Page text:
20. Done well and persistently, indeed the visualization of the Philippines could be an eye-opener. Perhaps this is something those who started the Noynoying fad could get their hands on, or maybe an investigative photo-journalistic an offshoot on Rappler. It is the notion that "Big Brother" is with the citizenry, and the eye is on the crimes of the empowered. It's too much for me, but I give the concept 10 "likes".

  21. chohalili says:

    Hi Mr. Joe, here is a thousand words & more for you! you must be very proud of your mother, she showed how special and important her family was, growing up with kindness, persistence and struggle in worst days. Mother is the foundation which our character was built.BTW the US railroad was almost built by Chinese labor. They did helped a lot in cutting years to finish (you must knew it I believe) lot of them perished in harsh winter & environment.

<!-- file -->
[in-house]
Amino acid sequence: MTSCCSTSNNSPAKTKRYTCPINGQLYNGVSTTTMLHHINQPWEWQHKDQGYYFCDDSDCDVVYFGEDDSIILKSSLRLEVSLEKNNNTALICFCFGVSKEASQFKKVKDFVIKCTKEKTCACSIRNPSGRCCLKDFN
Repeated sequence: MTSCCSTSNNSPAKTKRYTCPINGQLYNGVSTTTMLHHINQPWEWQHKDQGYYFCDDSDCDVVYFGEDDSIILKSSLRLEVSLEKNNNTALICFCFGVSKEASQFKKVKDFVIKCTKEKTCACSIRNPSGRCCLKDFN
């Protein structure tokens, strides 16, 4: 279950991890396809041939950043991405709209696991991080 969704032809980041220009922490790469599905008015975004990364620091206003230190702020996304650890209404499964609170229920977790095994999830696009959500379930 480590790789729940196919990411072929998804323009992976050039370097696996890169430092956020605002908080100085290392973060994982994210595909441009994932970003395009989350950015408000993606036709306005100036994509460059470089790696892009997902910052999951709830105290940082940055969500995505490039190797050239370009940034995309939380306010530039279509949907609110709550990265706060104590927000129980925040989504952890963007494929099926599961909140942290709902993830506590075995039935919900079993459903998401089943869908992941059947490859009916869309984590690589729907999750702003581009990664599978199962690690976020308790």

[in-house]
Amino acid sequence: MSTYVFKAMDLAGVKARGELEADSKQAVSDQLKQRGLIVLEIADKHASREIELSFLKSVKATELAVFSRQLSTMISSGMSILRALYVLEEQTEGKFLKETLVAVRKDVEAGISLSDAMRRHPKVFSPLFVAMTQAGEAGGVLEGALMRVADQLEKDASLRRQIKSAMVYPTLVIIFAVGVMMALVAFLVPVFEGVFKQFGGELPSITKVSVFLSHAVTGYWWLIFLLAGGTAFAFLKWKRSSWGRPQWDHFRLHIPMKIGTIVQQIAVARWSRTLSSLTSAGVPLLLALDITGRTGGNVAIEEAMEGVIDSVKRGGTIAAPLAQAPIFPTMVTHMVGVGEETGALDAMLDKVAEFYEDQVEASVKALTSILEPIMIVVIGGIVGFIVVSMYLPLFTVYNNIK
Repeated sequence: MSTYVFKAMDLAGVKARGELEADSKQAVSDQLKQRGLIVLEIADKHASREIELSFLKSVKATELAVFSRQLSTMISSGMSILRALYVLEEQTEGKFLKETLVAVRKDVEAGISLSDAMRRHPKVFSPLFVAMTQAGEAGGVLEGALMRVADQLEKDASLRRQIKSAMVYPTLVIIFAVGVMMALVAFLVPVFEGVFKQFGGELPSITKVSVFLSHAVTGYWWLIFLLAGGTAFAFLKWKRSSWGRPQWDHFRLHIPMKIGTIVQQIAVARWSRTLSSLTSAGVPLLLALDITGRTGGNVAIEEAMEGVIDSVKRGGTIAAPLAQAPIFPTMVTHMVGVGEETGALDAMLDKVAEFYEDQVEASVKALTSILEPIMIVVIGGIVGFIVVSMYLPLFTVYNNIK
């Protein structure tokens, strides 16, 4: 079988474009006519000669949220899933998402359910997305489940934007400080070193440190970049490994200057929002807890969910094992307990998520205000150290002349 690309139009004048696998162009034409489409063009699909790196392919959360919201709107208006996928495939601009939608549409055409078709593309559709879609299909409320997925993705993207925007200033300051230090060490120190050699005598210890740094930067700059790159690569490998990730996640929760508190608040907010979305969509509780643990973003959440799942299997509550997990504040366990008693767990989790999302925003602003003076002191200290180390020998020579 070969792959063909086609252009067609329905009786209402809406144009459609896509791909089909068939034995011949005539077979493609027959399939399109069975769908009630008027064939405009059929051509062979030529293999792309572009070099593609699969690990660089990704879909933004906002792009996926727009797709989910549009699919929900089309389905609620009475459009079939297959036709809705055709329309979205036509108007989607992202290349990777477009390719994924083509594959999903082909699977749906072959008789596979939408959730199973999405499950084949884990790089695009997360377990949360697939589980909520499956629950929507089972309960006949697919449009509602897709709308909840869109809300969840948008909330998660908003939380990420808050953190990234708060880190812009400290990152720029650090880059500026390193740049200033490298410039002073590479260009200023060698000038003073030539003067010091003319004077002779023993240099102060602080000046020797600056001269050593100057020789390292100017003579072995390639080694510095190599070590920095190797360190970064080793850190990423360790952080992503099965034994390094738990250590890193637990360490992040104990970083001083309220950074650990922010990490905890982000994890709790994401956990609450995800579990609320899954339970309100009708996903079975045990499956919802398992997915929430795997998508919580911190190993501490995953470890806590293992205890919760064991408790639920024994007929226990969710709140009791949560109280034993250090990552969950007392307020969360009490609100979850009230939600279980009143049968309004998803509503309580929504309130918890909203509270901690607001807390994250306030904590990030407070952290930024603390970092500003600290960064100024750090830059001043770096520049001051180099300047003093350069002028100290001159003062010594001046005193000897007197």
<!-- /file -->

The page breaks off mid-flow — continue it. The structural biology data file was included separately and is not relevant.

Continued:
22. There is a place in Los Angeles (in the city of San Marino, actually) called "Huntington Museum". It is open to the public for free and has amazing gardens and a museum of early California. Mr. Huntington made his money with the railroads, and the brutal overseeing of Chinese laborers. It's a very interesting place to visit. The gardens are spectacular, and even have the giant timber bamboo like those in my back yard here. They are rare in the U.S.